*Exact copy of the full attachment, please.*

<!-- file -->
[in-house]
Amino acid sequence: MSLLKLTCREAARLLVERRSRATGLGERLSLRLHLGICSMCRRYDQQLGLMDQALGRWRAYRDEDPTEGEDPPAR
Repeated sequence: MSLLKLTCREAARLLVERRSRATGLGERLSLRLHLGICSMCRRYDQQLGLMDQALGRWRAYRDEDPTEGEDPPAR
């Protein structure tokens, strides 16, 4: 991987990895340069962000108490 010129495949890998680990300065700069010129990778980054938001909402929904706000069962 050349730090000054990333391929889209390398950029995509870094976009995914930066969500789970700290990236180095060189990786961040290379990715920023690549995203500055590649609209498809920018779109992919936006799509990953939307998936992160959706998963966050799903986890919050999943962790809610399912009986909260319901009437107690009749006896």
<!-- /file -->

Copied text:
[in-house]
Amino acid sequence: MSLLKLTCREAARLLVERRSRATGLGERLSLRLHLGICSMCRRYDQQLGLMDQALGRWRAYRDEDPTEGEDPPAR
Repeated sequence: MSLLKLTCREAARLLVERRSRATGLGERLSLRLHLGICSMCRRYDQQLGLMDQALGRWRAYRDEDPTEGEDPPAR
């Protein structure tokens, strides 16, 4: 991987990895340069962000108490 010129495949890998680990300065700069010129990778980054938001909402929904706000069962 050349730090000054990333391929889209390398950029995509870094976009995914930066969500789970700290990236180095060189990786961040290379990715920023690549995203500055590649609209498809920018779109992919936006799509990953939307998936992160959706998963966050799903986890919050999943962790809610399912009986909260319901009437107690009749006896």